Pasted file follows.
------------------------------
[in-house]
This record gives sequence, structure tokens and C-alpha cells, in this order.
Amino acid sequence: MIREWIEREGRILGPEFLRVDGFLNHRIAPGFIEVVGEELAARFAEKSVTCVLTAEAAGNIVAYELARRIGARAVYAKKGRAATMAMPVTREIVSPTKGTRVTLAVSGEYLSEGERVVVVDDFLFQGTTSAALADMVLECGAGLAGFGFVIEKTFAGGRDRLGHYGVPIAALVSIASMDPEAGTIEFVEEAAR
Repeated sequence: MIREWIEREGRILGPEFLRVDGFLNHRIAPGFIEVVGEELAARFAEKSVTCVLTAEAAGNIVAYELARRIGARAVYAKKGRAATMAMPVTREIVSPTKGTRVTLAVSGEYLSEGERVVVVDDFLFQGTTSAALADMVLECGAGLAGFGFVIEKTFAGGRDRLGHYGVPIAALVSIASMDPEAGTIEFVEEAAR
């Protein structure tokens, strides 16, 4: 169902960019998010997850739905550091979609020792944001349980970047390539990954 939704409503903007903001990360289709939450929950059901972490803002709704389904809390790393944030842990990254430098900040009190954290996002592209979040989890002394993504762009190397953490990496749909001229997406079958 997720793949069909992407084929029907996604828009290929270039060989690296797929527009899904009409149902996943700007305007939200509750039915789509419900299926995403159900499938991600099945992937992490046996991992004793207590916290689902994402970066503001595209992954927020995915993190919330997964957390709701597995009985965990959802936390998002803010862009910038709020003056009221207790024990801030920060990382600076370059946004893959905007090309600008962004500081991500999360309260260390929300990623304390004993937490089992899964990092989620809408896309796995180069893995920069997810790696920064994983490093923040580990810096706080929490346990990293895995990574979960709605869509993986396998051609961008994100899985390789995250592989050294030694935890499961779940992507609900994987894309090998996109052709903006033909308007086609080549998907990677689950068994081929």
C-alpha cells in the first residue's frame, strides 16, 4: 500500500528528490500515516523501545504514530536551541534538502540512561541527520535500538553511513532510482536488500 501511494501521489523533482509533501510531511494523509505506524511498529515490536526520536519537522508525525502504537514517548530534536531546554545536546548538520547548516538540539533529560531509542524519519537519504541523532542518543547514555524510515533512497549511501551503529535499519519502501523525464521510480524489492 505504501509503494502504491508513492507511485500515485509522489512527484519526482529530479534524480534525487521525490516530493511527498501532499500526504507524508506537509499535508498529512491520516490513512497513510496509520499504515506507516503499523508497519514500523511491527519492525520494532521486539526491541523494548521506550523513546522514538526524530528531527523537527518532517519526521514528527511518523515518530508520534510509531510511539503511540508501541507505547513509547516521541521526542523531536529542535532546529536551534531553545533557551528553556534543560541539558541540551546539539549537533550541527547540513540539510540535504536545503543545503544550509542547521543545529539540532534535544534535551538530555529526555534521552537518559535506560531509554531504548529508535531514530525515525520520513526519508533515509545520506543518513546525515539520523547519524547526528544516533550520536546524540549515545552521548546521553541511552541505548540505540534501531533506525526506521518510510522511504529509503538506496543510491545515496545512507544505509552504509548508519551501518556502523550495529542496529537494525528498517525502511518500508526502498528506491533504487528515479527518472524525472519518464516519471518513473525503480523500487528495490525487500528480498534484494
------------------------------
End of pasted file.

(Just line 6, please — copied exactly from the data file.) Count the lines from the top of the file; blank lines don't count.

C-alpha cells in the first residue's frame, strides 16, 4: 500500500528528490500515516523501545504514530536551541534538502540512561541527520535500538553511513532510482536488500 501511494501521489523533482509533501510531511494523509505506524511498529515490536526520536519537522508525525502504537514517548530534536531546554545536546548538520547548516538540539533529560531509542524519519537519504541523532542518543547514555524510515533512497549511501551503529535499519519502501523525464521510480524489492 505504501509503494502504491508513492507511485500515485509522489512527484519526482529530479534524480534525487521525490516530493511527498501532499500526504507524508506537509499535508498529512491520516490513512497513510496509520499504515506507516503499523508497519514500523511491527519492525520494532521486539526491541523494548521506550523513546522514538526524530528531527523537527518532517519526521514528527511518523515518530508520534510509531510511539503511540508501541507505547513509547516521541521526542523531536529542535532546529536551534531553545533557551528553556534543560541539558541540551546539539549537533550541527547540513540539510540535504536545503543545503544550509542547521543545529539540532534535544534535551538530555529526555534521552537518559535506560531509554531504548529508535531514530525515525520520513526519508533515509545520506543518513546525515539520523547519524547526528544516533550520536546524540549515545552521548546521553541511552541505548540505540534501531533506525526506521518510510522511504529509503538506496543510491545515496545512507544505509552504509548508519551501518556502523550495529542496529537494525528498517525502511518500508526502498528506491533504487528515479527518472524525472519518464516519471518513473525503480523500487528495490525487500528480498534484494